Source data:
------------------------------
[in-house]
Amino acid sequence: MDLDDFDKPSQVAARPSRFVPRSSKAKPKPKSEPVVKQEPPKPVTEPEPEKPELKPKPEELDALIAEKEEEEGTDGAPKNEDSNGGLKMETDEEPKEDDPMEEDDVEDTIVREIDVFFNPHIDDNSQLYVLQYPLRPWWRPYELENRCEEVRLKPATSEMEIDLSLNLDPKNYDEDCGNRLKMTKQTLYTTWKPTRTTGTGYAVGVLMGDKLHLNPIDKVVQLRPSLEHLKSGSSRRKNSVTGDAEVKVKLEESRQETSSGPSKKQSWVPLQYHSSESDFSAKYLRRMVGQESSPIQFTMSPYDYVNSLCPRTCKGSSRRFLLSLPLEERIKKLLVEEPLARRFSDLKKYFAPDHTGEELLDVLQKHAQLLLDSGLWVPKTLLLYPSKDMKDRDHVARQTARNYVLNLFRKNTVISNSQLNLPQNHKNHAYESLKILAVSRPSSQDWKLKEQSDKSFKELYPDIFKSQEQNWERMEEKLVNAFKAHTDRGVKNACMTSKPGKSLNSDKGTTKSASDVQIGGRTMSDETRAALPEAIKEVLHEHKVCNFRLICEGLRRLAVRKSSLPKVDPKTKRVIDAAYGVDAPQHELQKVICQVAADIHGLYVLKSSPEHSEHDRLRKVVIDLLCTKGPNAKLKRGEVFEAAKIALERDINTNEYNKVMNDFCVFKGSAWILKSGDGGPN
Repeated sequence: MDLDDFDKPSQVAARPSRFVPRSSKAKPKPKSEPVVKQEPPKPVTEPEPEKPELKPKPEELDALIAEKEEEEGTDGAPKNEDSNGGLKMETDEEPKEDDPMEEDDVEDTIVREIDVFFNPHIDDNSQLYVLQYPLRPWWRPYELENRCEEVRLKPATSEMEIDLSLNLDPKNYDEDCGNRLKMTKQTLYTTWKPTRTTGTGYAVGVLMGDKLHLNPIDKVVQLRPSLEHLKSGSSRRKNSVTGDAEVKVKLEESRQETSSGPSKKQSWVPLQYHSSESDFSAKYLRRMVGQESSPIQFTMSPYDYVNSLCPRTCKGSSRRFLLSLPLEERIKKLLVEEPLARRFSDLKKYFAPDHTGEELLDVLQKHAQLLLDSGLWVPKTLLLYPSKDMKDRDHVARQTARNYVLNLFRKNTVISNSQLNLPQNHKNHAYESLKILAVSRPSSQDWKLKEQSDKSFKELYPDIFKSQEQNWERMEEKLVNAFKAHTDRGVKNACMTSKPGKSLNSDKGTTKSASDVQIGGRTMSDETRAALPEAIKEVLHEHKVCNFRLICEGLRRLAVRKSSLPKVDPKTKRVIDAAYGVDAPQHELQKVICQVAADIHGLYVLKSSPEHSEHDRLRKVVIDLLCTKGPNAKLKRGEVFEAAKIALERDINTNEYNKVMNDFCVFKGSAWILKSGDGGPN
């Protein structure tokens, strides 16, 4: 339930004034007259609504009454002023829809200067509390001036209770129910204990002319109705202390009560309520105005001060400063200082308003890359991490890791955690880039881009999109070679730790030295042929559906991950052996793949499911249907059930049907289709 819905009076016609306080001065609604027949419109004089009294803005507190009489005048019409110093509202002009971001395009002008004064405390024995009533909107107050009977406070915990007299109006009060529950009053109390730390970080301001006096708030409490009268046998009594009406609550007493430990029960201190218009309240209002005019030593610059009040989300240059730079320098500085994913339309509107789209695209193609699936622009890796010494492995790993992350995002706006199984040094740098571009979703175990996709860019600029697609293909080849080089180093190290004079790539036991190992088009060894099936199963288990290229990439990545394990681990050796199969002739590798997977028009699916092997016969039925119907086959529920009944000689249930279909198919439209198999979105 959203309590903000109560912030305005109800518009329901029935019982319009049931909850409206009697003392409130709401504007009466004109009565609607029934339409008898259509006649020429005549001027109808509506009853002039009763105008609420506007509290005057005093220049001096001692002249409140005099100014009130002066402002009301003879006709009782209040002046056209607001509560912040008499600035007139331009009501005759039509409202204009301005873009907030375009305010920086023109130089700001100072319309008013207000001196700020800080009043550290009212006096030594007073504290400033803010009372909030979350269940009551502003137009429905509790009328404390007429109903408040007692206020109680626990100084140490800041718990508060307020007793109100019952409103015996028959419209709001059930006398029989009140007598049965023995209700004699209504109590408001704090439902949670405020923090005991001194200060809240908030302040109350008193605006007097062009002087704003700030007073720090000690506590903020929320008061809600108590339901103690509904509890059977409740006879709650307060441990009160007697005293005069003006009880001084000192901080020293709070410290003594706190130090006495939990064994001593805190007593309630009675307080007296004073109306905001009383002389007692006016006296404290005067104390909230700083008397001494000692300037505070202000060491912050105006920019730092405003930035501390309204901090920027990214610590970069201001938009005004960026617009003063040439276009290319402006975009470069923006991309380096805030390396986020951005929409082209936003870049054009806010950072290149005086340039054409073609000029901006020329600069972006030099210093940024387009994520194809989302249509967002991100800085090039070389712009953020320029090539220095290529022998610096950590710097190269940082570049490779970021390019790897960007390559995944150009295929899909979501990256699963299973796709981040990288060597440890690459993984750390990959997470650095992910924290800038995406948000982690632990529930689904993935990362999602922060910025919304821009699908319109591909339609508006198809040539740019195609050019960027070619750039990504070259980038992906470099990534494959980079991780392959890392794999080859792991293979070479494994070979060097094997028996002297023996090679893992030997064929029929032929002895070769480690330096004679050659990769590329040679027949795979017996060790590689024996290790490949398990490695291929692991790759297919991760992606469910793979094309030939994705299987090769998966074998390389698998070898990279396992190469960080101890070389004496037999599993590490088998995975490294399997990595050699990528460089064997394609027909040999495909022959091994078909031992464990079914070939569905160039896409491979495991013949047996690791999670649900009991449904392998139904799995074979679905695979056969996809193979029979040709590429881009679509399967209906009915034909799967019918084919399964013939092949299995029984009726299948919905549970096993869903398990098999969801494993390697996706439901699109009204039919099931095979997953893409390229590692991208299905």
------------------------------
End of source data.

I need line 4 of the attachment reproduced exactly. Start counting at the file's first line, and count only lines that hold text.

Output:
């Protein structure tokens, strides 16, 4: 339930004034007259609504009454002023829809200067509390001036209770129910204990002319109705202390009560309520105005001060400063200082308003890359991490890791955690880039881009999109070679730790030295042929559906991950052996793949499911249907059930049907289709 819905009076016609306080001065609604027949419109004089009294803005507190009489005048019409110093509202002009971001395009002008004064405390024995009533909107107050009977406070915990007299109006009060529950009053109390730390970080301001006096708030409490009268046998009594009406609550007493430990029960201190218009309240209002005019030593610059009040989300240059730079320098500085994913339309509107789209695209193609699936622009890796010494492995790993992350995002706006199984040094740098571009979703175990996709860019600029697609293909080849080089180093190290004079790539036991190992088009060894099936199963288990290229990439990545394990681990050796199969002739590798997977028009699916092997016969039925119907086959529920009944000689249930279909198919439209198999979105 959203309590903000109560912030305005109800518009329901029935019982319009049931909850409206009697003392409130709401504007009466004109009565609607029934339409008898259509006649020429005549001027109808509506009853002039009763105008609420506007509290005057005093220049001096001692002249409140005099100014009130002066402002009301003879006709009782209040002046056209607001509560912040008499600035007139331009009501005759039509409202204009301005873009907030375009305010920086023109130089700001100072319309008013207000001196700020800080009043550290009212006096030594007073504290400033803010009372909030979350269940009551502003137009429905509790009328404390007429109903408040007692206020109680626990100084140490800041718990508060307020007793109100019952409103015996028959419209709001059930006398029989009140007598049965023995209700004699209504109590408001704090439902949670405020923090005991001194200060809240908030302040109350008193605006007097062009002087704003700030007073720090000690506590903020929320008061809600108590339901103690509904509890059977409740006879709650307060441990009160007697005293005069003006009880001084000192901080020293709070410290003594706190130090006495939990064994001593805190007593309630009675307080007296004073109306905001009383002389007692006016006296404290005067104390909230700083008397001494000692300037505070202000060491912050105006920019730092405003930035501390309204901090920027990214610590970069201001938009005004960026617009003063040439276009290319402006975009470069923006991309380096805030390396986020951005929409082209936003870049054009806010950072290149005086340039054409073609000029901006020329600069972006030099210093940024387009994520194809989302249509967002991100800085090039070389712009953020320029090539220095290529022998610096950590710097190269940082570049490779970021390019790897960007390559995944150009295929899909979501990256699963299973796709981040990288060597440890690459993984750390990959997470650095992910924290800038995406948000982690632990529930689904993935990362999602922060910025919304821009699908319109591909339609508006198809040539740019195609050019960027070619750039990504070259980038992906470099990534494959980079991780392959890392794999080859792991293979070479494994070979060097094997028996002297023996090679893992030997064929029929032929002895070769480690330096004679050659990769590329040679027949795979017996060790590689024996290790490949398990490695291929692991790759297919991760992606469910793979094309030939994705299987090769998966074998390389698998070898990279396992190469960080101890070389004496037999599993590490088998995975490294399997990595050699990528460089064997394609027909040999495909022959091994078909031992464990079914070939569905160039896409491979495991013949047996690791999670649900009991449904392998139904799995074979679905695979056969996809193979029979040709590429881009679509399967209906009915034909799967019918084919399964013939092949299995029984009726299948919905549970096993869903398990098999969801494993390697996706439901699109009204039919099931095979997953893409390229590692991208299905």